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Accelerating Crop Development with Improved Haploid Fertility

PI:Dr. Thomas Lubberstedt
Iowa State University

Year Awarded  2020

FFAR award amount   $748,549

Total award amount   $1,497,098

Location   Ames, Iowa

Program   Seeding Solutions

Matching Funders   Iowa State University, KWS SAAT SE & Co, Beck’s Superior Hybrids, BASF, SAATEN-UNION BIOTEC and RAGT

  • Next Generation Crops

Crop development is not happening fast enough

Food and nutritional security face major challenges in coming decades, including increasing populations and climate change threats. Plant breeders and researchers are developing crops that can better withstand climate stresses, produce larger yield or contain higher levels of essential nutrients – but it takes plant breeders an average of 10 years to develop a new crop. Current technologies cannot develop crops fast enough to keep pace with population and climatic changes.

New breeding tools like doubled haploid technology can speed up development of hybrid crops, which are created by crossbreeding varieties of plants to promote desired traits such as increased yield or pathogen resistance. Crops tend to have two sets of chromosomes, one set from a female parent and one set from a male parent. Researchers can create versions of plant cells with only half the amount DNA, called haploids. These cells have only one set of chromosomes from one parent, similar to an egg or sperm cells, for example. However, the plants that develop from these haploid cells are unable to reproduce. To solve this problem, the plants are treated with chemicals early in the growth process to double the chromosomes and allow them to breed, creating consistent inbred lines of crops, which are used as parents for a hybrid crop.

Unfortunately, the haploid breeding technique has limits that restrict the effectiveness of doubled haploid technology to meet food demands. Only a small percentage of the crops grown using the technique are haploid plants with one set of chromosomes; most still have two sets of chromosomes. Further, haploid male flowers are usually sterile unless they undergo expensive and time-consuming treatment with toxic chemicals. These barriers severely limit the number of hybrid crops breeders can generate and provide to growers.

While studying accelerated plant breeding in a project funded in part by FFAR, Iowa State University (ISU) research scientist Dr. Siddique Aboobucker uncovered a process that has significant potential to efficiently and cheaply restore fertility to male haploid plants.

Manipulating cell division to restore fertility

Aboobucker determined that a primary cause of sterility occurs during meiosis, a type of cell division during reproduction. In diploid plants – plants with two sets of chromosomes – chromosomes are evenly distributed during meiosis. In haploid plants, having a single set of chromosomes causes uneven distribution, resulting in an unequal number of chromosomes in the dividing cells that ultimately leads to infertility.

Aboobucker postulated that a genetic mutation called parallel spindle mutants, which can be engineered in plants, may hold the key to restoring fertility. These mutations cause spindle structures in cells, which assist with meiosis, to arrange chromosomes in parallels, allowing chromosomes to be equally distributed between the dividing cells and reproduction to proceed successfully.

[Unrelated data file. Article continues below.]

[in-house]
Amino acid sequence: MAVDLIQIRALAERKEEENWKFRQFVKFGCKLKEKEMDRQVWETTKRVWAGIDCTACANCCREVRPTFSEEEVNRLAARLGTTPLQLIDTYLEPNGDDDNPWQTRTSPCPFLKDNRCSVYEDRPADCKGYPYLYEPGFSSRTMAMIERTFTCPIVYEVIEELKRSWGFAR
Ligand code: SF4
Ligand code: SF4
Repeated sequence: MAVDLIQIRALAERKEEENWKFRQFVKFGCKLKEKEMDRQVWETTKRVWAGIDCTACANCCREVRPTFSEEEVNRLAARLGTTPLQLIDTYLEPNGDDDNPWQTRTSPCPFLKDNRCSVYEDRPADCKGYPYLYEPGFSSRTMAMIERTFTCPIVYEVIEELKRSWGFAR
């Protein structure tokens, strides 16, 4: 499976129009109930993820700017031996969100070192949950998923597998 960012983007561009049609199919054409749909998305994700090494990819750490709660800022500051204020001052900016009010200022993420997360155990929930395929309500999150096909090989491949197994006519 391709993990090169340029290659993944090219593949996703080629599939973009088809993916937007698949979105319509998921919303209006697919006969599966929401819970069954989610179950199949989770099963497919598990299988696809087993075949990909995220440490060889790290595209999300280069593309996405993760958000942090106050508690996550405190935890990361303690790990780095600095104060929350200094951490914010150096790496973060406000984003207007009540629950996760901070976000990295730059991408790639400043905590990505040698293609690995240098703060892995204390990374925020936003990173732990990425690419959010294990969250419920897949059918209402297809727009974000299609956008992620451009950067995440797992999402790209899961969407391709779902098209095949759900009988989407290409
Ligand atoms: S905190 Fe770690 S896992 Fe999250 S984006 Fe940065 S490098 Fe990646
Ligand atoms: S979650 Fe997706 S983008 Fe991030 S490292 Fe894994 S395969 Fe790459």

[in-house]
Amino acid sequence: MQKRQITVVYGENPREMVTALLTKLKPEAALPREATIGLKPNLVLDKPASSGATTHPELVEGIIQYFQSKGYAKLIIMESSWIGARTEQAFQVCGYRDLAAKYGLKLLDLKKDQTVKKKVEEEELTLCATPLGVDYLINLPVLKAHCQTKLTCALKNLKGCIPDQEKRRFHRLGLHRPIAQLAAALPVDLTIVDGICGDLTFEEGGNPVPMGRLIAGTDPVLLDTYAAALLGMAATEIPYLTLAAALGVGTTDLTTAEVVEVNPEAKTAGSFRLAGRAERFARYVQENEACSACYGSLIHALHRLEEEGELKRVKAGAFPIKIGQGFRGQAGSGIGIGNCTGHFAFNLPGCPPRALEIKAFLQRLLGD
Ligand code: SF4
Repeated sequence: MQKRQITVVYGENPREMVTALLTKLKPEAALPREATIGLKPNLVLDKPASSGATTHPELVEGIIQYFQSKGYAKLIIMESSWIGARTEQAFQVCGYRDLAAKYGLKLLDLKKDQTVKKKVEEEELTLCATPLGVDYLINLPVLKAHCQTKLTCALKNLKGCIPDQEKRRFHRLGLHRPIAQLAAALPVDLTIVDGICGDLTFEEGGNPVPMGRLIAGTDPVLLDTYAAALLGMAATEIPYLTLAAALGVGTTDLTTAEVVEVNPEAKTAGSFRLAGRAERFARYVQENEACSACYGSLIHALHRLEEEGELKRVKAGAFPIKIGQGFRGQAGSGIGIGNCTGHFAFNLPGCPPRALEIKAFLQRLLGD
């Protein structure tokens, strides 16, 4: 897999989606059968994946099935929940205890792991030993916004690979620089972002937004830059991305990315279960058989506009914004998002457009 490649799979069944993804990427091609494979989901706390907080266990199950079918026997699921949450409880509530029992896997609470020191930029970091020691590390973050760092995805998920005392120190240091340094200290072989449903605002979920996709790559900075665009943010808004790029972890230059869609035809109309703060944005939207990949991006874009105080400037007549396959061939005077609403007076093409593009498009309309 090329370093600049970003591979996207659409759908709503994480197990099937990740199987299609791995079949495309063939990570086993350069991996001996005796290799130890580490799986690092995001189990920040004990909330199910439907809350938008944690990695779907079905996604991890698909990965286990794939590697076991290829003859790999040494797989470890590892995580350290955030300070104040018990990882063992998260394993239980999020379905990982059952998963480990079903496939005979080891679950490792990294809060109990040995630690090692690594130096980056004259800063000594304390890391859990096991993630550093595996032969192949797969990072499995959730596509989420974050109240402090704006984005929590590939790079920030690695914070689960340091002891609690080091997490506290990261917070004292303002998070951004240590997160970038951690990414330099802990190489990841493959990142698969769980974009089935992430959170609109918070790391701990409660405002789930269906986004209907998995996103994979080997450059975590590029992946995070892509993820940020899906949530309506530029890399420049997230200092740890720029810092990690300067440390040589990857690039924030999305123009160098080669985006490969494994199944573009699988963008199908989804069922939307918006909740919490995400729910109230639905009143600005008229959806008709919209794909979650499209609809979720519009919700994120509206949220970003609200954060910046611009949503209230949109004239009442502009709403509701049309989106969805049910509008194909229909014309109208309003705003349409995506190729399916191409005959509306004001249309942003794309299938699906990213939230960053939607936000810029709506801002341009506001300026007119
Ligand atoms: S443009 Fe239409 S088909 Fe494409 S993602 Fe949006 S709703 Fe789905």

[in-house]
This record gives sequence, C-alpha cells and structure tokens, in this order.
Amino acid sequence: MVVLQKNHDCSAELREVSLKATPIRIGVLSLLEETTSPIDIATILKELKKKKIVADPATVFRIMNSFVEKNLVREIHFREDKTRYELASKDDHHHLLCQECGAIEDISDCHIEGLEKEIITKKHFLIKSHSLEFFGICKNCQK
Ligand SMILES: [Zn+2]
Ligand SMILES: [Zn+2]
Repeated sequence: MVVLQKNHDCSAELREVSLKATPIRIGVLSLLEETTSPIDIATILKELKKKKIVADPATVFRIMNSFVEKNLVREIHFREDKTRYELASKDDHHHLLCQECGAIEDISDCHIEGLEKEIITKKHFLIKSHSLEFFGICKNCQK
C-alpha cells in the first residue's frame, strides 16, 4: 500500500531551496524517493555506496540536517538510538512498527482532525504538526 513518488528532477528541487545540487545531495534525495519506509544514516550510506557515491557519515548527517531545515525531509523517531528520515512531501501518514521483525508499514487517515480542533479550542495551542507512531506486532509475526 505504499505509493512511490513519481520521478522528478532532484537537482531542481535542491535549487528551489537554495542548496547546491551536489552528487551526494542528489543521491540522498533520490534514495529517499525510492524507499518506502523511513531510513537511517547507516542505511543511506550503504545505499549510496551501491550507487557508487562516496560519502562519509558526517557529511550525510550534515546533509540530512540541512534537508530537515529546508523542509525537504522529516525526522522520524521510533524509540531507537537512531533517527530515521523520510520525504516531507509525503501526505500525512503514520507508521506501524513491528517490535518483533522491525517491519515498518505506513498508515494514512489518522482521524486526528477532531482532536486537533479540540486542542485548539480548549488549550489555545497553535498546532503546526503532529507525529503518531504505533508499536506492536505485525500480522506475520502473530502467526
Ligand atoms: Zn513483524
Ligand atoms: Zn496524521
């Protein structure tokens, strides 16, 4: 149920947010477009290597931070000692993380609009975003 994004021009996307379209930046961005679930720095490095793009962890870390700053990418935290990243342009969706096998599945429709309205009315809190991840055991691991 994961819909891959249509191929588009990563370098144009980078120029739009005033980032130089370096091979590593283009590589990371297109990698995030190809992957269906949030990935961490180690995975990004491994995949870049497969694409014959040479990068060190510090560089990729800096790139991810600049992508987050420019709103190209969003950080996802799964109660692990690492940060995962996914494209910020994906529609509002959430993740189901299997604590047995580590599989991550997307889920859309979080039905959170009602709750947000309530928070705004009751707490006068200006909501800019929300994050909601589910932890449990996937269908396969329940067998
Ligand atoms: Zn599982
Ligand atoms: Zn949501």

With lab partners Dr. Thomas Lübberstedt, president of the National Association of Plant Breeders, former director of ISU’s R.F. Baker Center for Plant Breeding and a FFAR grantee, and Liming Zhou, an ISU agronomy graduate student, Aboobucker put the idea to test in Arabidopsis thaliana, a plant that breeding researchers often use as an experimental precursor to commonly consumed crops. By engineering parallel spindle mutations in haploid versions of the plant, the researchers were able to grow haploid plants that could reproduce.

“Haploid male sterility is a bottleneck in doubled haploid breeding technology,” said Aboobucker. “The reason behind the sterility issue became clear to me, from my reading, that it is the error in haploid meiosis, and if this error can be corrected then male fertility can be restored to haploid plants. I accidentally, by God’s grace, stumbled upon two research articles describing mutations that change the orientation of spindle fibers in meiosis. This led me to dream of a hypothesis that changing the orientation can restore male fertility to haploids and then we did the experiments.”

This breakthrough has major implications for crop breeding research and techniques. According to Aboobucker, “This discovery holds tremendous potential in that it can increase the efficiency of the doubled haploid process and facilitate its adoption in resource-poor settings. Also, this mechanism can be extended to doubled haploid technology in other crops of agricultural and economic importance, since the genes are conserved across the plant kingdom.”

Aboobucker’s next steps include trying this process with haploid corn varieties. By increasing the success of doubled haploid breeding and fertility, breeders will be able to provide growers with a larger number of crops created to promote more desired agricultural traits such as higher yield and increased resilience in a shorter time.